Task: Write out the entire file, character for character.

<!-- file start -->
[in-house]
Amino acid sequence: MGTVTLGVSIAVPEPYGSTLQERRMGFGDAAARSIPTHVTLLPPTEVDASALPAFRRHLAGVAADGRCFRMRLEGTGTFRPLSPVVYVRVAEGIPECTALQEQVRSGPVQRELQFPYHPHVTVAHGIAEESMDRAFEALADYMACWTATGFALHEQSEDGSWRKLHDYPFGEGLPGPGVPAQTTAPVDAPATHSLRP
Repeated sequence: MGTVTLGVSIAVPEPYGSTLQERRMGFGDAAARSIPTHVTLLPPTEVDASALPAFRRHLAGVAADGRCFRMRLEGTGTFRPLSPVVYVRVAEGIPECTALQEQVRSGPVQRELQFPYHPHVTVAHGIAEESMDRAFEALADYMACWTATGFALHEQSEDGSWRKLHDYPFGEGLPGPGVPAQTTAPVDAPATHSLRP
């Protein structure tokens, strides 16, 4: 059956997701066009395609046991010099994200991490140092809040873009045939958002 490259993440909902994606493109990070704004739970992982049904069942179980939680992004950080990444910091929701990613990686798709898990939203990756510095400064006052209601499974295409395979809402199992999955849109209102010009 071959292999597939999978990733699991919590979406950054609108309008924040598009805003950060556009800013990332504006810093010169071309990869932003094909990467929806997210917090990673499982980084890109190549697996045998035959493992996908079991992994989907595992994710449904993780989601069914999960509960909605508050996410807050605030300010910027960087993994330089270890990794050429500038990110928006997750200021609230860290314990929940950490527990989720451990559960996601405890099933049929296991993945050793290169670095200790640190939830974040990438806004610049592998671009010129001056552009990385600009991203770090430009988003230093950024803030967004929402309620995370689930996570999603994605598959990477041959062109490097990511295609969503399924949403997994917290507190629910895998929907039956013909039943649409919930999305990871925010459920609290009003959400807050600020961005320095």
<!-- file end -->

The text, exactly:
[in-house]
Amino acid sequence: MGTVTLGVSIAVPEPYGSTLQERRMGFGDAAARSIPTHVTLLPPTEVDASALPAFRRHLAGVAADGRCFRMRLEGTGTFRPLSPVVYVRVAEGIPECTALQEQVRSGPVQRELQFPYHPHVTVAHGIAEESMDRAFEALADYMACWTATGFALHEQSEDGSWRKLHDYPFGEGLPGPGVPAQTTAPVDAPATHSLRP
Repeated sequence: MGTVTLGVSIAVPEPYGSTLQERRMGFGDAAARSIPTHVTLLPPTEVDASALPAFRRHLAGVAADGRCFRMRLEGTGTFRPLSPVVYVRVAEGIPECTALQEQVRSGPVQRELQFPYHPHVTVAHGIAEESMDRAFEALADYMACWTATGFALHEQSEDGSWRKLHDYPFGEGLPGPGVPAQTTAPVDAPATHSLRP
């Protein structure tokens, strides 16, 4: 059956997701066009395609046991010099994200991490140092809040873009045939958002 490259993440909902994606493109990070704004739970992982049904069942179980939680992004950080990444910091929701990613990686798709898990939203990756510095400064006052209601499974295409395979809402199992999955849109209102010009 071959292999597939999978990733699991919590979406950054609108309008924040598009805003950060556009800013990332504006810093010169071309990869932003094909990467929806997210917090990673499982980084890109190549697996045998035959493992996908079991992994989907595992994710449904993780989601069914999960509960909605508050996410807050605030300010910027960087993994330089270890990794050429500038990110928006997750200021609230860290314990929940950490527990989720451990559960996601405890099933049929296991993945050793290169670095200790640190939830974040990438806004610049592998671009010129001056552009990385600009991203770090430009988003230093950024803030967004929402309620995370689930996570999603994605598959990477041959062109490097990511295609969503399924949403997994917290507190629910895998929907039956013909039943649409919930999305990871925010459920609290009003959400807050600020961005320095």